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Virtual: Film Forum: ‘Fire’ (1996) Watch Party and Panel
April 13, 2021 at 7:00 pm - 10:30 pm
Join the Ackland Art Museum for the third film in the Ackland Film Forum’s Global Queer Cinema Series, Deepa Mehta’s Fire (1996, Canada/India). The series is a collaboration with the Film Studies Program in the Department of English and Comparative Literature at UNC-Chapel Hill, and features a selection of four international films presented in connection with the Ackland’s Close Looks digital initiative. View the selected films on your own or join us for a watch party. Watch parties will be followed by a live post-film panel discussion with scholars from around the globe.https://events.ackland.org/event/aff-041321/
Fire will be available to stream April 9-15, 2021 with a virtual watch party on Tuesday, April 13 at 7:30 p.m. followed by a live panel discussion at 9:30 p.m. Gayatri Gopinath from New York University will speak at the post-film panel in conversation with Martin L. Johnson from UNC-Chapel Hill. Register here for free tickets to receive a link to stream the film and a link to attend the panel.
In the film Fire, Radha (Shabana Azmi) is unwavering in her devotion to her husband Ashok (Kulbushan Kharbanda), despite their sexless arranged marriage. For 15 years Radha has been the consummate Indian wife while Ashok, under the guidance of a spiritual leader, is attempting to rid himself completely of any form of desire. Meanwhile, Ashok’s brother Jatin (Jaaved Jaaferi) has brought home his new wife Sita (Nandita Das), but is unwilling to give up his relationship with his Chinese girlfriend. Added to the mix are Biji (Kushal Rekhi), Ashok and Jatin’s infirm mother, who keeps a watchful eye over the family, and Mundu (Ranjit Chowdhry), who works in the family’s restaurant and video store under their small apartment. Slowly, Sita’s presence causes the threads that held the family together to unravel. Each member tries to hang on to a semblance of allegiance to the deeply rooted traditions of Indian family life, while at the same time seeking expression for their own personal needs and desires. Unable to woo her new husband, the young and feisty Sita is the first to question the order of things. Her doubts are contagious, and soon Radha’s devotion begins to waver too. Deprived of their husbands’ affections, the two women draw closer together in ways neither imagined.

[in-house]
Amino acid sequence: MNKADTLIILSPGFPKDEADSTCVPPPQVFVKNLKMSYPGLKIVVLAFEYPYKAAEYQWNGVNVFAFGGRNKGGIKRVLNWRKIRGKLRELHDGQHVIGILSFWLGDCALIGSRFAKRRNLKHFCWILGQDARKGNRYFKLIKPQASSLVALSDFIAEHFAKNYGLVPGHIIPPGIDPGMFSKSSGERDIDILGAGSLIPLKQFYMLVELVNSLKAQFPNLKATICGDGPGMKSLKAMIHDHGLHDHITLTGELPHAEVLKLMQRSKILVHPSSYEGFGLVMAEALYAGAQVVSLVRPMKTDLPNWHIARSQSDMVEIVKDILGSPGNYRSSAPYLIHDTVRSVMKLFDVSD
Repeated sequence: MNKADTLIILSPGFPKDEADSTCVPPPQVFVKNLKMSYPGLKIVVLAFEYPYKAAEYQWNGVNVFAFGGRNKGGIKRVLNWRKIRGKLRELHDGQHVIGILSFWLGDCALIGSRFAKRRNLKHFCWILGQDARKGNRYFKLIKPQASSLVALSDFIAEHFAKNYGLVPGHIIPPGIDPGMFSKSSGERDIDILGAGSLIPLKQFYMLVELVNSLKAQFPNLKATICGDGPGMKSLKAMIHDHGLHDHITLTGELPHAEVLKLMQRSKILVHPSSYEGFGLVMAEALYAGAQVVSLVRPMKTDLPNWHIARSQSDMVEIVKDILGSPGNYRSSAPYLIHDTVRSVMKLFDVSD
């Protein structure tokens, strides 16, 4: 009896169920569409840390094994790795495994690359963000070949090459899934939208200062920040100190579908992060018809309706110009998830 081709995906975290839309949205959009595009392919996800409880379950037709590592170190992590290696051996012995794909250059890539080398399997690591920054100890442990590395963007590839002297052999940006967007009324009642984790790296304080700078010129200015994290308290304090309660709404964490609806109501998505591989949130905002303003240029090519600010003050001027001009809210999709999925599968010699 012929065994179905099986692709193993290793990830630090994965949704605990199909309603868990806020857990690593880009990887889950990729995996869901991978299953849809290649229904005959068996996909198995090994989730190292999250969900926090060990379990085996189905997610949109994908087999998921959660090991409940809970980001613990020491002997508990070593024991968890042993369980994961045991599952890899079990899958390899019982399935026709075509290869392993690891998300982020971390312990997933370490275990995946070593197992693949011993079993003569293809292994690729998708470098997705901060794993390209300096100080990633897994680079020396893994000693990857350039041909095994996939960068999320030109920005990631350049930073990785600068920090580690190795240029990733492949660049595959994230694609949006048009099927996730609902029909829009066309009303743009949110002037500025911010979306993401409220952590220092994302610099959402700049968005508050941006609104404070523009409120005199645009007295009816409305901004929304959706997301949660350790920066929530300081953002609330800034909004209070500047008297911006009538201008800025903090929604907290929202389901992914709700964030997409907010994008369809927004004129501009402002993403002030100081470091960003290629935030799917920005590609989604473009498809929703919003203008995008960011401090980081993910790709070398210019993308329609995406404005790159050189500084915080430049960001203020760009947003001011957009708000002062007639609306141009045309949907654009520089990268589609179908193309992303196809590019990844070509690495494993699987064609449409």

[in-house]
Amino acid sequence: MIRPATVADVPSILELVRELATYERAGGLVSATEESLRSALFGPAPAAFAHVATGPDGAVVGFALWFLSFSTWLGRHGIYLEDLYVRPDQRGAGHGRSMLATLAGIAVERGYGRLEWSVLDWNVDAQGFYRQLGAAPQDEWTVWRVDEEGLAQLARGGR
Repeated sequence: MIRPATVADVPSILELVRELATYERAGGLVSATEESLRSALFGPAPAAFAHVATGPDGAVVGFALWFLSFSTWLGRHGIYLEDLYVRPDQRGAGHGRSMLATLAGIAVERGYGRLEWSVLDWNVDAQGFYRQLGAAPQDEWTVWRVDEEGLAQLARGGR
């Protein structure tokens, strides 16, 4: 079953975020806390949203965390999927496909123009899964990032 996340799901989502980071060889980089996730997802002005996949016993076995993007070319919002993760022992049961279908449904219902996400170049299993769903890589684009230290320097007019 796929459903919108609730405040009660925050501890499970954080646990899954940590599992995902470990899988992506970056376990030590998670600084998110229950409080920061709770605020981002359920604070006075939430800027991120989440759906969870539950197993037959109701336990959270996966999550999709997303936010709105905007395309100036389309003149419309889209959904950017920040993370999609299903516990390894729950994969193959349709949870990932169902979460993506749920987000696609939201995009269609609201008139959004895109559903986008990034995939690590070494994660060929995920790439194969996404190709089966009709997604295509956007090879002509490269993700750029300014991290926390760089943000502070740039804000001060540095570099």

Director-writer Deepa Mehta has captured the shifting landscape of the entire Indian subcontinent, where both men and women are caught in the immense tension between the continuity of the extended family and the desire for greater freedom and independence. Lusciously photographed and passionately told, Fire ignites the senses as well as the emotions. This event is supported in part by Laughing Gull Foundation.